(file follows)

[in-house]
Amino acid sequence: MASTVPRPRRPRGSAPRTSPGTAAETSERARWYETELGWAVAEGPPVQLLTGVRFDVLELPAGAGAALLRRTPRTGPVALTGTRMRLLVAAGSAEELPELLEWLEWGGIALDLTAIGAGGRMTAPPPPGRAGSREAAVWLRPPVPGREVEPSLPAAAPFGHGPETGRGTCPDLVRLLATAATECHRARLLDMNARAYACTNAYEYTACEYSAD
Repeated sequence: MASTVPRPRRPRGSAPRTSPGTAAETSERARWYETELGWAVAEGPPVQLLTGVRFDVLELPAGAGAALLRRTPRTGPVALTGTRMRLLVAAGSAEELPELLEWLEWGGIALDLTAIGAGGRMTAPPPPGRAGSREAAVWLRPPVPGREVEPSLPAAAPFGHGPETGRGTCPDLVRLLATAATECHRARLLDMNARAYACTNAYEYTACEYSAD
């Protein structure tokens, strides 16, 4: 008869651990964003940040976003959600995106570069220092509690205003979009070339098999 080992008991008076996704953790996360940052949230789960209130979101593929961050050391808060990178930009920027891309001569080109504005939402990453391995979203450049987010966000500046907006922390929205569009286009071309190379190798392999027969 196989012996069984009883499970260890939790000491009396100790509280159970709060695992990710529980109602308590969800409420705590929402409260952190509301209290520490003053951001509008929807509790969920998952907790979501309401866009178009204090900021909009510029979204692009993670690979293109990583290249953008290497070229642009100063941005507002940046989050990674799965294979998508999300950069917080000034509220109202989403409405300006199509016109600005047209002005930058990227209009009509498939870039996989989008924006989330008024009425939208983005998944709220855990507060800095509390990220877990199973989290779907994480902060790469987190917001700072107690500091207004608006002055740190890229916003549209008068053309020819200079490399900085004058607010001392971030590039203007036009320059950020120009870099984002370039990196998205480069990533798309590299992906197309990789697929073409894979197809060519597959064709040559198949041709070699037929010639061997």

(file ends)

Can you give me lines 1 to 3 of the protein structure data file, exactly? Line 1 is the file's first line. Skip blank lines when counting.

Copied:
[in-house]
Amino acid sequence: MASTVPRPRRPRGSAPRTSPGTAAETSERARWYETELGWAVAEGPPVQLLTGVRFDVLELPAGAGAALLRRTPRTGPVALTGTRMRLLVAAGSAEELPELLEWLEWGGIALDLTAIGAGGRMTAPPPPGRAGSREAAVWLRPPVPGREVEPSLPAAAPFGHGPETGRGTCPDLVRLLATAATECHRARLLDMNARAYACTNAYEYTACEYSAD
Repeated sequence: MASTVPRPRRPRGSAPRTSPGTAAETSERARWYETELGWAVAEGPPVQLLTGVRFDVLELPAGAGAALLRRTPRTGPVALTGTRMRLLVAAGSAEELPELLEWLEWGGIALDLTAIGAGGRMTAPPPPGRAGSREAAVWLRPPVPGREVEPSLPAAAPFGHGPETGRGTCPDLVRLLATAATECHRARLLDMNARAYACTNAYEYTACEYSAD